Presented in part at the Heart Rhythm Society 33rd Annual Scientific Sessions, Boston, MA, 2012, and previously published in abstract form (Heart Rhythm 2012;9:S196).
Effects of Open-Irrigated Radiofrequency Ablation Catheter Design on Lesion Formation and Complications: In Vitro Comparison of 6 Different Devices
Article first published online: 29 MAY 2013
© 2013 Wiley Periodicals, Inc.
Journal of Cardiovascular Electrophysiology
Volume 24, Issue 10, pages 1157–1162, October 2013
How to Cite
GUERRA, J. M., JORGE, E., RAGA, S., GÁLVEZ-MONTÓN, C., ALONSO-MARTÍN, C., RODRÍGUEZ-FONT, E., CINCA, J. and VIÑOLAS, X. (2013), Effects of Open-Irrigated Radiofrequency Ablation Catheter Design on Lesion Formation and Complications: In Vitro Comparison of 6 Different Devices. Journal of Cardiovascular Electrophysiology, 24: 1157–1162. doi: 10.1111/jce.12175
Supported in part by a nonconditioned research grant from Boston Scientific Europe.
Dr. Guerra reports compensation for participation on a speaker's bureau for Boston Scientific. Other authors: No disclosures.
- Issue published online: 8 OCT 2013
- Article first published online: 29 MAY 2013
- Accepted manuscript online: 7 MAY 2013 06:36AM EST
- Manuscript Accepted: 16 APR 2013
- Manuscript Revised: 7 APR 2013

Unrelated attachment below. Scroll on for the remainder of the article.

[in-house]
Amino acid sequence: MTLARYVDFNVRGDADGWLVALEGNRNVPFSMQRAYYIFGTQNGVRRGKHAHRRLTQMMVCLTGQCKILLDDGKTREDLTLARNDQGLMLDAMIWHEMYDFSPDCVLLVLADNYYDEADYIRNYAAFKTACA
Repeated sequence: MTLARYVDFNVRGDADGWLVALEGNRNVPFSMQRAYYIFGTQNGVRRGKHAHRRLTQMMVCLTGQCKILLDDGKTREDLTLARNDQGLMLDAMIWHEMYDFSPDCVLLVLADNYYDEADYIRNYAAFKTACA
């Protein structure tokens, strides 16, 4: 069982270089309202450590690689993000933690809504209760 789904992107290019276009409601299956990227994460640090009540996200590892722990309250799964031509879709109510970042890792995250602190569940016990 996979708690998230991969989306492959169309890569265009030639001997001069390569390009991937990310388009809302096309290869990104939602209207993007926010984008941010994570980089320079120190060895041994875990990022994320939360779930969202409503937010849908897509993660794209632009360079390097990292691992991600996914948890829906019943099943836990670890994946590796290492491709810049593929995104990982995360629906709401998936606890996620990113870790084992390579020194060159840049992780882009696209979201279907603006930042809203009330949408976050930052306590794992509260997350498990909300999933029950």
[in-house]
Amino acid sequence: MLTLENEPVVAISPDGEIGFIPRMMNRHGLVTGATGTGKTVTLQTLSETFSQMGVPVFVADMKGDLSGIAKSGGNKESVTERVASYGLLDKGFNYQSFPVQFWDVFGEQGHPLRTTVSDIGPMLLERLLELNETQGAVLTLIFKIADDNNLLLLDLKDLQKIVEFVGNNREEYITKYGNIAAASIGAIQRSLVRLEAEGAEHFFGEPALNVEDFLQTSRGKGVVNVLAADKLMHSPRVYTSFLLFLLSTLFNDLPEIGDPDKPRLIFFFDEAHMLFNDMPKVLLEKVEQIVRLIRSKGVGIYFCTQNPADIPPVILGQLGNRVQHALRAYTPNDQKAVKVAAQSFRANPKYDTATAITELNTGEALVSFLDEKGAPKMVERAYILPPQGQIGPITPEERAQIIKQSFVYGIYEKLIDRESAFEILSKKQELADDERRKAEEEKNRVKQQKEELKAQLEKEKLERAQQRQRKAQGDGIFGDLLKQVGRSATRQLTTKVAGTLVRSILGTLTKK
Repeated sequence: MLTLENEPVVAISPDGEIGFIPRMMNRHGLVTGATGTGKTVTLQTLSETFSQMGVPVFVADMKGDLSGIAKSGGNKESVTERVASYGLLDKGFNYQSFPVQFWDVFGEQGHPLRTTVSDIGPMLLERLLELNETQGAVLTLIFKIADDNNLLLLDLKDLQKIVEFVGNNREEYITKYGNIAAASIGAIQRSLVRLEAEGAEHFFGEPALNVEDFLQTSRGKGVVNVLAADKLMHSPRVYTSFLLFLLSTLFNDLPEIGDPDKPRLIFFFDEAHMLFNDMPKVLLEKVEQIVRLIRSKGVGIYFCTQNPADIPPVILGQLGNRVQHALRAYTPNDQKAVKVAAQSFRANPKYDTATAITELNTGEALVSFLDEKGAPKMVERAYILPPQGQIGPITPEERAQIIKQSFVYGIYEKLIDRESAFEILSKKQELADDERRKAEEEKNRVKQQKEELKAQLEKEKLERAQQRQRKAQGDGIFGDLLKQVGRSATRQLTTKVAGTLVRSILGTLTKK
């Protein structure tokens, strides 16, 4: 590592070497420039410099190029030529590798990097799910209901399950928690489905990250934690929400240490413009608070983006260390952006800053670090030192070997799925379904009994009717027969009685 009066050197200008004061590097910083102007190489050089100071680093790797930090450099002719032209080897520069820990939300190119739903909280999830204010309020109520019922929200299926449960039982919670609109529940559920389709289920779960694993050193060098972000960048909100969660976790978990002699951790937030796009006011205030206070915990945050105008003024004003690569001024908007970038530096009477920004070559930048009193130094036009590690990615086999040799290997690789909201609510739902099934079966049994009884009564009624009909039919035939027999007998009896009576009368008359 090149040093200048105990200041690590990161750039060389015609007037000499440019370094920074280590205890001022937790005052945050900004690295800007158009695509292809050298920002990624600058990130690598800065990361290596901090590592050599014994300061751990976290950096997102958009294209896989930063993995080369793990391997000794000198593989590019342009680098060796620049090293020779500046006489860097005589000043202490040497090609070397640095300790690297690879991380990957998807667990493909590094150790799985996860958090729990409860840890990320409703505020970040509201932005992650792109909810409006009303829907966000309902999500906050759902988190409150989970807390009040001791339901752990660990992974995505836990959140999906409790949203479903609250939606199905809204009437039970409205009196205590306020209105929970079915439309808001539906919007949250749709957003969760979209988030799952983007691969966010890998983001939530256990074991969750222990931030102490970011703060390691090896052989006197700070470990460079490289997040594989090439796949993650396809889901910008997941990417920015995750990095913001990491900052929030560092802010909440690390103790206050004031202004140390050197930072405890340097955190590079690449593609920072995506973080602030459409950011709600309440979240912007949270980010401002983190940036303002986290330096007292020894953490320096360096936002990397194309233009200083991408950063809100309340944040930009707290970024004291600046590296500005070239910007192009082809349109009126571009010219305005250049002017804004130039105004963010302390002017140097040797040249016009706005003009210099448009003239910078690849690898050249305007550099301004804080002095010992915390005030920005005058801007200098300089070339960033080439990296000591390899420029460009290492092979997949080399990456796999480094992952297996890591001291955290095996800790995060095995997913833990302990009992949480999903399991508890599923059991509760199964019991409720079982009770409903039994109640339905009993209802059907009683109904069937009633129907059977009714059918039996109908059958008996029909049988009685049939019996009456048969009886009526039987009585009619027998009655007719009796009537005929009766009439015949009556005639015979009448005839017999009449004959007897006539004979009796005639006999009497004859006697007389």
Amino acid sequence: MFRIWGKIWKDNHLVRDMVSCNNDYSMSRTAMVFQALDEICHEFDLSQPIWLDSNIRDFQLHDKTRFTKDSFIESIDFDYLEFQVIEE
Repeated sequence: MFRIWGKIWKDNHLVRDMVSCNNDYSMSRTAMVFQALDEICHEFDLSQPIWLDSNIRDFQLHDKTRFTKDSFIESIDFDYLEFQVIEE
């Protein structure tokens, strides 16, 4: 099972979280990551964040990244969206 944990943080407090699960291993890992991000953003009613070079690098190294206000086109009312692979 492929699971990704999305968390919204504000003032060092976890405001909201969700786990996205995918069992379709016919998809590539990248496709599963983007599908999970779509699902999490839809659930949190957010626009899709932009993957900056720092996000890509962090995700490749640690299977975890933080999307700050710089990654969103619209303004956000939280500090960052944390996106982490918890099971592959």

- Manuscript Received: 19 JAN 2013
- Boston Scientific Europe
- atrial fibrillation;
- catheter ablation;
- irrigated catheter;
- lesion size;
- radiofrequency ablation
In Vitro Comparison of Open-Irrigated Catheters
Open-irrigated radiofrequency ablation catheters with slight differences in tip architecture are widely used, although limited comparative data are available. The purpose of this study was to compare the lesion size and potential complications produced by commercially available open-irrigated catheters in an in vitro porcine heart model.
Methods and Results
Six catheters were tested (Biosense Webster Thermocool, Boston Scientific Open irrigated, St. Jude CoolPath, St. Jude CoolPath Duo, Biosense Webster Thermocool SF, St. Jude Cool Flex) at 20 and 35 W power-control, under 2 different blood flows (0.1 and 0.5 m/s) and at 2 target durations (30 and 60 seconds). A total of 601 lesions were made in 26 in vitro preparations. The tip temperature profile showed significant differences between the catheters (P < 0.001) with the Thermocool SF registering the lowest. Only the surface diameter and the depth at maximum diameter of the lesion were influenced by the design of the ablation electrode. The lesion volume did not show significant differences between catheters for any power, application duration or blood flow condition. Char and pops occurred more often at 35 W with only slight differences between the catheters.
Tip design of the 6 different irrigated catheters does not affect the lesion total volume, although a slight difference in lesion geometry in terms of surface diameter and depth at maximum diameter is present. The catheters show a slight different in vitro safety profile